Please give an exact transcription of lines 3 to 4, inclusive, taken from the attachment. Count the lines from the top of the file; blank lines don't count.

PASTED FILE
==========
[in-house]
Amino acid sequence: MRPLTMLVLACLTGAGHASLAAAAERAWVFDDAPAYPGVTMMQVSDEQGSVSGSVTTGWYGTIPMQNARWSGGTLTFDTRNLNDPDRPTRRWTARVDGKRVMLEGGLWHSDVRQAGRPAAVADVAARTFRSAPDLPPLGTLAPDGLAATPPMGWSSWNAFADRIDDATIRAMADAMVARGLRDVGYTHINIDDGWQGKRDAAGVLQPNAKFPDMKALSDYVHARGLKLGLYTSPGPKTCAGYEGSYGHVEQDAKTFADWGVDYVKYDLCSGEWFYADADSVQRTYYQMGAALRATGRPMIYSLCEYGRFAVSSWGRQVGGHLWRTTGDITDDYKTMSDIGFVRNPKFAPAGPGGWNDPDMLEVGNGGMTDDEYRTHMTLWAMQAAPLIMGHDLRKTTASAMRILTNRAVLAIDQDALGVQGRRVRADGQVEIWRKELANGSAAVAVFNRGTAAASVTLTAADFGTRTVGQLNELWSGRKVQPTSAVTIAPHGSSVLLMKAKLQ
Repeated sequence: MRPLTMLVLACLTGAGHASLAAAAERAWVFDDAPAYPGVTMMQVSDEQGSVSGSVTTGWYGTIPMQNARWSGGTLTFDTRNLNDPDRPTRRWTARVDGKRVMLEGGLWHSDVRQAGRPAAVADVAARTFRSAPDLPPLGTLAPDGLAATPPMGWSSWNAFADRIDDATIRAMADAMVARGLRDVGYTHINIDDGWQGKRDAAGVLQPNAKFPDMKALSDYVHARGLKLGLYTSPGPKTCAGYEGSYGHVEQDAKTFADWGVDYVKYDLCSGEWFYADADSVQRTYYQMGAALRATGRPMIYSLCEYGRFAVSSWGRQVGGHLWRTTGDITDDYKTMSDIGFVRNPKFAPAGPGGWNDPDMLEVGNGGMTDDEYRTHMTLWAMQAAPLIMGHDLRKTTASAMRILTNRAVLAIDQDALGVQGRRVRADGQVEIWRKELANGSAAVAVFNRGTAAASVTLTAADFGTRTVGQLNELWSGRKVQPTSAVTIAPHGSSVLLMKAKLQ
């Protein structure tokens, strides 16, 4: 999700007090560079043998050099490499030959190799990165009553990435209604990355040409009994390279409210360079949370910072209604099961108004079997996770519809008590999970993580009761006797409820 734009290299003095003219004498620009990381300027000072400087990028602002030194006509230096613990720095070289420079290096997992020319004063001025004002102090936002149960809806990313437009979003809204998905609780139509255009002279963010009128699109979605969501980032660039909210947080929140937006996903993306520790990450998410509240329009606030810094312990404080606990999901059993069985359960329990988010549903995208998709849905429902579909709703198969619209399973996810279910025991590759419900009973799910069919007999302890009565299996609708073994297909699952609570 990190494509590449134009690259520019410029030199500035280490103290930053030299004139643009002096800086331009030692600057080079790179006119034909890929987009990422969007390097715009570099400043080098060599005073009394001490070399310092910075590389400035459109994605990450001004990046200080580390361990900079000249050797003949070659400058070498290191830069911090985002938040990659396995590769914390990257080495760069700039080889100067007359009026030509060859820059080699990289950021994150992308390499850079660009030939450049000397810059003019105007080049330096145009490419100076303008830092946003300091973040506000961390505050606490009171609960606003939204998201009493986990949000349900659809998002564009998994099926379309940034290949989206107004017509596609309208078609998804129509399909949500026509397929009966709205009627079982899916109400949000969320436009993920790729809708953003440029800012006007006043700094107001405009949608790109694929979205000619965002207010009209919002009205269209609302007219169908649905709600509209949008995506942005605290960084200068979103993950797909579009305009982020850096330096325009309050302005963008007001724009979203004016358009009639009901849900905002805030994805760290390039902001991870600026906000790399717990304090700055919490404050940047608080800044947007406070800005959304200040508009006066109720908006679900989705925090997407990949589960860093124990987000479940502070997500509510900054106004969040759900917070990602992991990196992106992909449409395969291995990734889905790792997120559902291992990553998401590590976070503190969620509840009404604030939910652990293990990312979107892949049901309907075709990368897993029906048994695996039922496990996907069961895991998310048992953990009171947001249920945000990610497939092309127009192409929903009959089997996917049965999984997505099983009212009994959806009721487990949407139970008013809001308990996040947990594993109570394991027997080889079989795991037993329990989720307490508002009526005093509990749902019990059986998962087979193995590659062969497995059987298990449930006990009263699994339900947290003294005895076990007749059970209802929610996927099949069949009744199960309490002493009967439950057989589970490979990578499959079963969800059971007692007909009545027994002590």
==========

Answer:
Repeated sequence: MRPLTMLVLACLTGAGHASLAAAAERAWVFDDAPAYPGVTMMQVSDEQGSVSGSVTTGWYGTIPMQNARWSGGTLTFDTRNLNDPDRPTRRWTARVDGKRVMLEGGLWHSDVRQAGRPAAVADVAARTFRSAPDLPPLGTLAPDGLAATPPMGWSSWNAFADRIDDATIRAMADAMVARGLRDVGYTHINIDDGWQGKRDAAGVLQPNAKFPDMKALSDYVHARGLKLGLYTSPGPKTCAGYEGSYGHVEQDAKTFADWGVDYVKYDLCSGEWFYADADSVQRTYYQMGAALRATGRPMIYSLCEYGRFAVSSWGRQVGGHLWRTTGDITDDYKTMSDIGFVRNPKFAPAGPGGWNDPDMLEVGNGGMTDDEYRTHMTLWAMQAAPLIMGHDLRKTTASAMRILTNRAVLAIDQDALGVQGRRVRADGQVEIWRKELANGSAAVAVFNRGTAAASVTLTAADFGTRTVGQLNELWSGRKVQPTSAVTIAPHGSSVLLMKAKLQ
């Protein structure tokens, strides 16, 4: 999700007090560079043998050099490499030959190799990165009553990435209604990355040409009994390279409210360079949370910072209604099961108004079997996770519809008590999970993580009761006797409820 734009290299003095003219004498620009990381300027000072400087990028602002030194006509230096613990720095070289420079290096997992020319004063001025004002102090936002149960809806990313437009979003809204998905609780139509255009002279963010009128699109979605969501980032660039909210947080929140937006996903993306520790990450998410509240329009606030810094312990404080606990999901059993069985359960329990988010549903995208998709849905429902579909709703198969619209399973996810279910025991590759419900009973799910069919007999302890009565299996609708073994297909699952609570 990190494509590449134009690259520019410029030199500035280490103290930053030299004139643009002096800086331009030692600057080079790179006119034909890929987009990422969007390097715009570099400043080098060599005073009394001490070399310092910075590389400035459109994605990450001004990046200080580390361990900079000249050797003949070659400058070498290191830069911090985002938040990659396995590769914390990257080495760069700039080889100067007359009026030509060859820059080699990289950021994150992308390499850079660009030939450049000397810059003019105007080049330096145009490419100076303008830092946003300091973040506000961390505050606490009171609960606003939204998201009493986990949000349900659809998002564009998994099926379309940034290949989206107004017509596609309208078609998804129509399909949500026509397929009966709205009627079982899916109400949000969320436009993920790729809708953003440029800012006007006043700094107001405009949608790109694929979205000619965002207010009209919002009205269209609302007219169908649905709600509209949008995506942005605290960084200068979103993950797909579009305009982020850096330096325009309050302005963008007001724009979203004016358009009639009901849900905002805030994805760290390039902001991870600026906000790399717990304090700055919490404050940047608080800044947007406070800005959304200040508009006066109720908006679900989705925090997407990949589960860093124990987000479940502070997500509510900054106004969040759900917070990602992991990196992106992909449409395969291995990734889905790792997120559902291992990553998401590590976070503190969620509840009404604030939910652990293990990312979107892949049901309907075709990368897993029906048994695996039922496990996907069961895991998310048992953990009171947001249920945000990610497939092309127009192409929903009959089997996917049965999984997505099983009212009994959806009721487990949407139970008013809001308990996040947990594993109570394991027997080889079989795991037993329990989720307490508002009526005093509990749902019990059986998962087979193995590659062969497995059987298990449930006990009263699994339900947290003294005895076990007749059970209802929610996927099949069949009744199960309490002493009967439950057989589970490979990578499959079963969800059971007692007909009545027994002590």